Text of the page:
The insane busyness has taken its toll - not on me but on my trusty electronic best friend, my MacBook Pro. The poor little thing has had a major conniption and now won't turn on. It 'hangs' on the startup Apple logo, as if it's afraid to go any further. The fab Apple support line has been brilliant in trying to help me get the little fella going again, but to no avail. So he's booked into the Apple doctor tomorrow.
Meanwhile I'm using my husband's tiny 8 year old PowerBook G4, which can't run Snow Leopard or the newest version of Safari, and which doesn't have Adobe Creative Suite installed. In many ways this has stopped me working. Yeah, I've got Office, but most of my work these days requires the CS and access to modern web browsers.
Surprisingly, I'm not stressed. I should be screaming about the workload mounting up and panicking that my Mac will have something horribly, terribly, fatally wrong with it and it won't get fixed in one afternoon (as Apple is promising me). I should be waking up through the night in a blue funk. These are my normal responses to computer-generated problems. But somehow I've accepted calmly that for the moment I'm buggered, and I'll have to take it slowly workwise until the Mac gets fixed.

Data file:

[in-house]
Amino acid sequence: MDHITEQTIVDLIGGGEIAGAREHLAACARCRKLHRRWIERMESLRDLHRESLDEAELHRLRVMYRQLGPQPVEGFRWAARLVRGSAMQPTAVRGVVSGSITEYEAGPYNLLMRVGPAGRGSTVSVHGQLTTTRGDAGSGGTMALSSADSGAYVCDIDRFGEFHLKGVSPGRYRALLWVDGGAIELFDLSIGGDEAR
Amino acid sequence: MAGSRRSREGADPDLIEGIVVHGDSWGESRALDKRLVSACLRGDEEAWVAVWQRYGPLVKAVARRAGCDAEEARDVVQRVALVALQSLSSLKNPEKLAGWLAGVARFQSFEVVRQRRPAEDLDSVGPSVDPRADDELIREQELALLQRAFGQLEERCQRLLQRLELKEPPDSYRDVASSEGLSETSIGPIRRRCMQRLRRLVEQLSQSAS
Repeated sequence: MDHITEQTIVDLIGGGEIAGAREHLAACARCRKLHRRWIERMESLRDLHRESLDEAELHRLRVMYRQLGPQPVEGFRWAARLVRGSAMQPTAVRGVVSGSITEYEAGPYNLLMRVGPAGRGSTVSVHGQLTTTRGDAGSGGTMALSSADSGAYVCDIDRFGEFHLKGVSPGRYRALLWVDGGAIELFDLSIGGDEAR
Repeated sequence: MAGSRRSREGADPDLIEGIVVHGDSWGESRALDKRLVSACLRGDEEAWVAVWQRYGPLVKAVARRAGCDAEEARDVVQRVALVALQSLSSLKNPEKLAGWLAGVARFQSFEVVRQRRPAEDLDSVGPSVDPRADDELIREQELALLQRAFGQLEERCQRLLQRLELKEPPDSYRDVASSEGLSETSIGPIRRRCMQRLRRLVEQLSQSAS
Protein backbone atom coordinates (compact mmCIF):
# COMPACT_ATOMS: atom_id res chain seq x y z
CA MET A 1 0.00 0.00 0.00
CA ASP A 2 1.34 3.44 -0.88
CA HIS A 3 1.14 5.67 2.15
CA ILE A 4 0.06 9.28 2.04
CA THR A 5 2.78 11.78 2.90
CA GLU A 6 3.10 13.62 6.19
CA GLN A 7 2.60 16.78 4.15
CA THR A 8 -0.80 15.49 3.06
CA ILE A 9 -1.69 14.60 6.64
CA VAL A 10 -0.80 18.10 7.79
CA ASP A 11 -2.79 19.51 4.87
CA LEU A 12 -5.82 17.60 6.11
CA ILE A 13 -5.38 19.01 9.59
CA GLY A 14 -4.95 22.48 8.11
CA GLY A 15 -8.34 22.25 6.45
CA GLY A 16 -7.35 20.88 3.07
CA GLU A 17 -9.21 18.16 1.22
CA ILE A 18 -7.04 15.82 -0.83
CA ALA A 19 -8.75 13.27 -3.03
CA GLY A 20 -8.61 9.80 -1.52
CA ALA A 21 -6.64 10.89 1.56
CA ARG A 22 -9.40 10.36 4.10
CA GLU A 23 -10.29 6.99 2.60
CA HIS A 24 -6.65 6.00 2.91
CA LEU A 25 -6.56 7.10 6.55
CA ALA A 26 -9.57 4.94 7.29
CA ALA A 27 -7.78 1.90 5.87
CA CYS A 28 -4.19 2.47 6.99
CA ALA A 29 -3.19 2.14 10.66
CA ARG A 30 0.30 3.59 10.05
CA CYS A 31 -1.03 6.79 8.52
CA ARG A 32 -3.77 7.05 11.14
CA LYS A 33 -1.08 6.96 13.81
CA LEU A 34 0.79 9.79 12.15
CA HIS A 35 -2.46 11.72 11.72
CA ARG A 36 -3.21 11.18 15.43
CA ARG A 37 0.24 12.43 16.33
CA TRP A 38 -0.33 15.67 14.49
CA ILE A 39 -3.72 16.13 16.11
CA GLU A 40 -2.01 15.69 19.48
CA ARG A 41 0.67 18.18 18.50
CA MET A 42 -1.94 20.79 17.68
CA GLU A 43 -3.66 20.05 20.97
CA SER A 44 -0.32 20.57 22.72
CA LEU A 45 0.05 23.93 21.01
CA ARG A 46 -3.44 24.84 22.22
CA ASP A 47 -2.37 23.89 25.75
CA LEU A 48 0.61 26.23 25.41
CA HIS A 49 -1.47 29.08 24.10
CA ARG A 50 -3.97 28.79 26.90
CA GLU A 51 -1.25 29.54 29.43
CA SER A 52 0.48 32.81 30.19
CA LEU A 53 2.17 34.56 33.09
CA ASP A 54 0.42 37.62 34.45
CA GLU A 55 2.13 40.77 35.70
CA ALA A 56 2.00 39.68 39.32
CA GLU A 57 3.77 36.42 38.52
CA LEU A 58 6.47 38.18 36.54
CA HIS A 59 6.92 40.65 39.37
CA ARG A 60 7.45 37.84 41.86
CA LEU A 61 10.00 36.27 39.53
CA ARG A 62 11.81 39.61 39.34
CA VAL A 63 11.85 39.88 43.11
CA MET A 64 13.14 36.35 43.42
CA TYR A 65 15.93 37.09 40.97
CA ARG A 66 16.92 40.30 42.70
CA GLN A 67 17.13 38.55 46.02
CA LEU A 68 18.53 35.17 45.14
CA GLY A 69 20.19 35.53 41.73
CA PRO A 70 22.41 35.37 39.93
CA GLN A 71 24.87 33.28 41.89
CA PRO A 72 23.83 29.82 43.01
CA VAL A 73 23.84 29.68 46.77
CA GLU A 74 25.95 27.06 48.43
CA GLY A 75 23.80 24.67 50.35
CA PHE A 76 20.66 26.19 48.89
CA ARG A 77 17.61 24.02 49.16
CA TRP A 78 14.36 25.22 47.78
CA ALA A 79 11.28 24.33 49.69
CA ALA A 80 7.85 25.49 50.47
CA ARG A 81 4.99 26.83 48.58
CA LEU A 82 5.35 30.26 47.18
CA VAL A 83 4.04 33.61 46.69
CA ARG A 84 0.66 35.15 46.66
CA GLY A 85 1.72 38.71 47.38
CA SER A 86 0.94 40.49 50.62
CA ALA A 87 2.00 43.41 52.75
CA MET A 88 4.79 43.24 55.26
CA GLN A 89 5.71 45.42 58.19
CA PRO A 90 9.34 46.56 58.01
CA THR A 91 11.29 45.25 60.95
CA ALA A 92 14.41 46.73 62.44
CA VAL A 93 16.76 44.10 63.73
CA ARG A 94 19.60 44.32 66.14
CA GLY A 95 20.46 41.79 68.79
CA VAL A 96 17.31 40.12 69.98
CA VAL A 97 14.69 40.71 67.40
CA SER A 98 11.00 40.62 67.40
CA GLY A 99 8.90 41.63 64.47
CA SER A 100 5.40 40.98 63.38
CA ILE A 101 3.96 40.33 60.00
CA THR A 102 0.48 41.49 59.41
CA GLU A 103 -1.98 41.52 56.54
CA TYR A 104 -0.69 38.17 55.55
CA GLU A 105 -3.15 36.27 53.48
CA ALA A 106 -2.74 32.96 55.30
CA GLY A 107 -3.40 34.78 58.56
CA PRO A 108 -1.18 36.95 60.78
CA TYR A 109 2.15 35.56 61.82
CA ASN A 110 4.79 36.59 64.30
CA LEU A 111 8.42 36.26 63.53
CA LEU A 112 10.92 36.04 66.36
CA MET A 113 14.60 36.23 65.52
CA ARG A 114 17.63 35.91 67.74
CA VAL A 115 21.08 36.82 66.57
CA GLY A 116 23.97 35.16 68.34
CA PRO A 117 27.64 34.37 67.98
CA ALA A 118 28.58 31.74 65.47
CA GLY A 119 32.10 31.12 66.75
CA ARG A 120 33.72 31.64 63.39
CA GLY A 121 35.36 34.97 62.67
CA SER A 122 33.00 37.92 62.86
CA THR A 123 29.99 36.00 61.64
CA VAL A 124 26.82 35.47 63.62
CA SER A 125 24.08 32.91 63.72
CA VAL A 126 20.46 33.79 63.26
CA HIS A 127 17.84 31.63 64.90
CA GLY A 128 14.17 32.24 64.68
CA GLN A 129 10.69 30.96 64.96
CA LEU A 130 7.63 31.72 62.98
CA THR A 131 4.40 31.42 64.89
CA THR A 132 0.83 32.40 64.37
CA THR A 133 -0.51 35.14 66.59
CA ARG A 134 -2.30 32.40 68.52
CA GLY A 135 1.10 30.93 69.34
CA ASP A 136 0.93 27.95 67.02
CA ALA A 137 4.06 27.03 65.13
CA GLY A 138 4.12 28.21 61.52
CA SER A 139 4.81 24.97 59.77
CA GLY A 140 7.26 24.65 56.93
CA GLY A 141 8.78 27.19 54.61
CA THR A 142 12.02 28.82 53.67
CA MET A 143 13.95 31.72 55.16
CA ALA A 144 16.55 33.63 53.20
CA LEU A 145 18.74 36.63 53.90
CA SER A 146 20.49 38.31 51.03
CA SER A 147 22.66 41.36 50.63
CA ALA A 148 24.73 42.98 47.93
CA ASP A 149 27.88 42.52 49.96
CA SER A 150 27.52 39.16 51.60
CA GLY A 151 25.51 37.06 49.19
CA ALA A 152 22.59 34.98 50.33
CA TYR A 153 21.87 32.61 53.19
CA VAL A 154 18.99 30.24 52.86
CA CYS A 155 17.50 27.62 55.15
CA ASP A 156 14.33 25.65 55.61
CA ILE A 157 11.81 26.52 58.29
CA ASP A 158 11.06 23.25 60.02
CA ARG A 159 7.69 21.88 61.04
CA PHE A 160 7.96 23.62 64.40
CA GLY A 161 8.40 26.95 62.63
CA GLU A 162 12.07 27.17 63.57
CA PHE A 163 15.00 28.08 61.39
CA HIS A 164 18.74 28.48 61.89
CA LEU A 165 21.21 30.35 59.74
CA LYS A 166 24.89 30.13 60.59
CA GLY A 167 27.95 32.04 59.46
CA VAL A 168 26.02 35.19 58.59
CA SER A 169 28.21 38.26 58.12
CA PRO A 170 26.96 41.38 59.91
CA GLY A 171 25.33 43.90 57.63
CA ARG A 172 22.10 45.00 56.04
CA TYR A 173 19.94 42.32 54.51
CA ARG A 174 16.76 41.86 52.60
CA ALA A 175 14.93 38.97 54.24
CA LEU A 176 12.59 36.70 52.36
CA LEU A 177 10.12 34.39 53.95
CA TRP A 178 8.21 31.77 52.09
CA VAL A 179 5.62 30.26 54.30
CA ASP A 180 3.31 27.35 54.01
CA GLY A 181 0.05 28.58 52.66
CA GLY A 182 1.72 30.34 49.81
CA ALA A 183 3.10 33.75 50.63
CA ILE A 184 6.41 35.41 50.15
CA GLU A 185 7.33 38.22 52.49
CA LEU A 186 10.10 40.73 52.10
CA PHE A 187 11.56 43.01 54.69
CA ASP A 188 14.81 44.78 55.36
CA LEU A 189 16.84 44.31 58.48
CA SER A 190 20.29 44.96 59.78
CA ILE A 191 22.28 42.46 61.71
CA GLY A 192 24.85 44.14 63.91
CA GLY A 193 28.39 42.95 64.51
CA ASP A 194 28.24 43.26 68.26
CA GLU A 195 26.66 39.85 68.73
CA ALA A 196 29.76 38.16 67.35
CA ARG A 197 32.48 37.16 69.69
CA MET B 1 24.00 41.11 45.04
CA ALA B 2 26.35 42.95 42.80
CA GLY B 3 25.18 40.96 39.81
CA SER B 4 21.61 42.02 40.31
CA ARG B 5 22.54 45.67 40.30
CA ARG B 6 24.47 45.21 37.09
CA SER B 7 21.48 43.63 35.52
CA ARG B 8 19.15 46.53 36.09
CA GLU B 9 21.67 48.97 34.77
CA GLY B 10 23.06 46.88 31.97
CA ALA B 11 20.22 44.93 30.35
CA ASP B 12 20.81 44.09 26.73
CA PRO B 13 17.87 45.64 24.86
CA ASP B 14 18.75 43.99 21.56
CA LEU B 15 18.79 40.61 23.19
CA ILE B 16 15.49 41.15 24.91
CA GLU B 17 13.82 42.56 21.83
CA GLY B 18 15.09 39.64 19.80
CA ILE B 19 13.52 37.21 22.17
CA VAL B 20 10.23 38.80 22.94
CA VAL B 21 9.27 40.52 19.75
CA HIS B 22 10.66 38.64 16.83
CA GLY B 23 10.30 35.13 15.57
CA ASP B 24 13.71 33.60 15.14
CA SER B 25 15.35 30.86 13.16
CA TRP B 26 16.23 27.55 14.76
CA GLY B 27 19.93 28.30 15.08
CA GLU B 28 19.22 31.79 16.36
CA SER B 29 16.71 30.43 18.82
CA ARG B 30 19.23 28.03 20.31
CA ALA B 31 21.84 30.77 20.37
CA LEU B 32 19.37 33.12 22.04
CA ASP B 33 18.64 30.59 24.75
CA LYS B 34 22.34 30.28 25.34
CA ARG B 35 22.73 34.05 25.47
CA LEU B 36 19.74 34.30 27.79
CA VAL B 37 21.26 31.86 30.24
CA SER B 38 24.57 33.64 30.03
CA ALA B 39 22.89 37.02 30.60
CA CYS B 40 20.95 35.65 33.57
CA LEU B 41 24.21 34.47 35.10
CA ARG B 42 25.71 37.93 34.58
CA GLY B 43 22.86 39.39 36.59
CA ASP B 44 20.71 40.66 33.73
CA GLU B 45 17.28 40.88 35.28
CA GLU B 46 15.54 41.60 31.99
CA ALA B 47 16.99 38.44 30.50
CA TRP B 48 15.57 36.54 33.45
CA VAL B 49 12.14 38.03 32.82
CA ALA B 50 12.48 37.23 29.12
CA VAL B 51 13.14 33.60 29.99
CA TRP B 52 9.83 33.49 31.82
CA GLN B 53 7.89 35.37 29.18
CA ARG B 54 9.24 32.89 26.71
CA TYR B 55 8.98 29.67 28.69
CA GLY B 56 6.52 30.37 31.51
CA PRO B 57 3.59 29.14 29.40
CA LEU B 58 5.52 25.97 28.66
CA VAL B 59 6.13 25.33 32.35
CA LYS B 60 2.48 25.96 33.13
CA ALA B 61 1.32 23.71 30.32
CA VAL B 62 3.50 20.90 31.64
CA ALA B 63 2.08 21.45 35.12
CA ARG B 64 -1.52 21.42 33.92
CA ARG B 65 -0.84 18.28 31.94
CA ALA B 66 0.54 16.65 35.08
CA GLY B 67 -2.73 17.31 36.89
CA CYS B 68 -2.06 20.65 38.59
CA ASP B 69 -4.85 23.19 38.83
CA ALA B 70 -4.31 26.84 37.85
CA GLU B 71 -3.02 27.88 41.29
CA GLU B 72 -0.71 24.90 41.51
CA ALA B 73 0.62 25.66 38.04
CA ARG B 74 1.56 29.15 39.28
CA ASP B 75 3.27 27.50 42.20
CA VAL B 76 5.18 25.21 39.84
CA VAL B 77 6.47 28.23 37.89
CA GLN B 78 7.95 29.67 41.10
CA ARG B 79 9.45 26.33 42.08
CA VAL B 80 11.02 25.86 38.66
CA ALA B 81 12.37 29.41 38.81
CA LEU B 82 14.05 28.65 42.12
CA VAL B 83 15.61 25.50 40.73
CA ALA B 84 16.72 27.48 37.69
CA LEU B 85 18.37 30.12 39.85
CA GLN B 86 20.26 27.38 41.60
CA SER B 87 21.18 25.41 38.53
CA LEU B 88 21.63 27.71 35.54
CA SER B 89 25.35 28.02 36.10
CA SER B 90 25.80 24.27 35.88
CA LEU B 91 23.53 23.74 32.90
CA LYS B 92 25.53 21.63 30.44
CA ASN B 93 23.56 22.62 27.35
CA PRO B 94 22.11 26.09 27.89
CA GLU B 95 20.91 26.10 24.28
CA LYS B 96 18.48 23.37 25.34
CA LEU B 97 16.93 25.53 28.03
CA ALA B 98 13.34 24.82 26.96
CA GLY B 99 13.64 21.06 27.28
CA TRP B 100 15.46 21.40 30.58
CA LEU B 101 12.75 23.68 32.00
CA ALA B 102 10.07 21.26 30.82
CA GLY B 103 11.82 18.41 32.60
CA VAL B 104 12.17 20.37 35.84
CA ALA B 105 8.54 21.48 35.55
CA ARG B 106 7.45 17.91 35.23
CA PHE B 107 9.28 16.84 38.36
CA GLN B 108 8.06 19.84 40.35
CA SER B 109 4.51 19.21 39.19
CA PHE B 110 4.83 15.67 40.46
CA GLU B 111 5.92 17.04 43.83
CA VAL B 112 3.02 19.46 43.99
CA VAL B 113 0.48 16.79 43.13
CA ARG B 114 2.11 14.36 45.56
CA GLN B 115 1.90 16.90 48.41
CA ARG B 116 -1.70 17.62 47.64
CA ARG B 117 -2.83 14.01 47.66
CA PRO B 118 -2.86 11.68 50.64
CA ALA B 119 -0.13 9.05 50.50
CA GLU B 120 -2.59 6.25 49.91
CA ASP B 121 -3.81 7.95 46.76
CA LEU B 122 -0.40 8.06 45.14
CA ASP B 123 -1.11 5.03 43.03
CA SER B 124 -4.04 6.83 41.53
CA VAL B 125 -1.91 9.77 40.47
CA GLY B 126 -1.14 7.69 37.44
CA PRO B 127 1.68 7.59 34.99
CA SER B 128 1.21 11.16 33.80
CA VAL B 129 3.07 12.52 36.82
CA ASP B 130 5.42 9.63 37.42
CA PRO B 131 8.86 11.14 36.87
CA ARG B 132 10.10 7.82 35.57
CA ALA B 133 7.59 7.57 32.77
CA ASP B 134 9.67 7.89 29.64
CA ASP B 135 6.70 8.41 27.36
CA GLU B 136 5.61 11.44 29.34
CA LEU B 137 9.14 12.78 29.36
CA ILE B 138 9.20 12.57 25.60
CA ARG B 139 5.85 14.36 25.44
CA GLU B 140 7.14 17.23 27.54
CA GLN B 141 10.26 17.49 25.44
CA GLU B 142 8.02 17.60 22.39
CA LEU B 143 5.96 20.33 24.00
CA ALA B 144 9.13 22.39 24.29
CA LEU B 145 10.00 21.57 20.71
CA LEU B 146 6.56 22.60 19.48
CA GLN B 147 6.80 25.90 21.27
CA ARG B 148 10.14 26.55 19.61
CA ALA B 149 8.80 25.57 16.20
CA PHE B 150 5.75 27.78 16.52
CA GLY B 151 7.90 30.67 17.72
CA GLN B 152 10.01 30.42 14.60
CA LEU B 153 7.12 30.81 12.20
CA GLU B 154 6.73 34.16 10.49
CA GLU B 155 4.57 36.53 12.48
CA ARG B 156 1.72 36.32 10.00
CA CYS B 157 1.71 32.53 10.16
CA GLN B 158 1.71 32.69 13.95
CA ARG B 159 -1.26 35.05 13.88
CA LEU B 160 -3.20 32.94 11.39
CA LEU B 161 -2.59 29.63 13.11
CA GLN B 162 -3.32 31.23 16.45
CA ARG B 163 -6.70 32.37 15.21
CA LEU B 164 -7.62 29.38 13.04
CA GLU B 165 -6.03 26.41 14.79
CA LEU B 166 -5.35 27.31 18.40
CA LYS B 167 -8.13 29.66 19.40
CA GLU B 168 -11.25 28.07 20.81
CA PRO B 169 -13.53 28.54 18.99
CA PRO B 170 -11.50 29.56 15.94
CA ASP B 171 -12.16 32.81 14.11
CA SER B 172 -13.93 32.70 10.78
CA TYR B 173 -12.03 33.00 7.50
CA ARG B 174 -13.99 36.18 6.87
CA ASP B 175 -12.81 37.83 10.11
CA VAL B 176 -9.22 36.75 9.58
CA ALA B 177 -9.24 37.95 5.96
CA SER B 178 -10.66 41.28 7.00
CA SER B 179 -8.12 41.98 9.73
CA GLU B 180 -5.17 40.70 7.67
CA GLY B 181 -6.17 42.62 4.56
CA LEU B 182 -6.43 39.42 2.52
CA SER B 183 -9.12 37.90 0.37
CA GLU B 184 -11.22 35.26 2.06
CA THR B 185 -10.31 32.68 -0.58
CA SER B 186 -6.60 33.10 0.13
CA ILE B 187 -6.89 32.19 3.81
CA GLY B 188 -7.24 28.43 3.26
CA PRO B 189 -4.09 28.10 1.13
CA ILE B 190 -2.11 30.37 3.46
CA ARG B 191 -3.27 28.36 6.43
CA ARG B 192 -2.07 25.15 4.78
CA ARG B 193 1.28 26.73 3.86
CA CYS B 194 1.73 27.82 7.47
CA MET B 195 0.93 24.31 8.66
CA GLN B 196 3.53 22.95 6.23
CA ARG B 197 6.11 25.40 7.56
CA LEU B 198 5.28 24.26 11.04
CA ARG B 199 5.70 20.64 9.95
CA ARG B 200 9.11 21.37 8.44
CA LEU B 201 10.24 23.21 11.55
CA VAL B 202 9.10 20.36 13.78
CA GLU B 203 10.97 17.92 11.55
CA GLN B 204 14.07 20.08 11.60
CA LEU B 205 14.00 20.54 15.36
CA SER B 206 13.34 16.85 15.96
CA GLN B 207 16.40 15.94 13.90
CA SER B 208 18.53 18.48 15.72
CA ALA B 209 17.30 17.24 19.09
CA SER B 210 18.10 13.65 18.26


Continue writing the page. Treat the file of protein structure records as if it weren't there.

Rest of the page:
My clients have been great about it and haven't pointed out that it's a bit unprofessional to only have one machine loaded with my necessary software. I guess being small business owners themselves they're aware of the cost of multiple licences for software. Aside from which the G4 probably can't run Adobe CS :-).
So it's a sunny winter's day, I still have one rose in bloom in the garden, which I've had the opportunity to admire and sniff appreciatively; now I think I'll go for a ride on one of the bikes. I suspect nature has been telling me to take a deep breath for quite a while.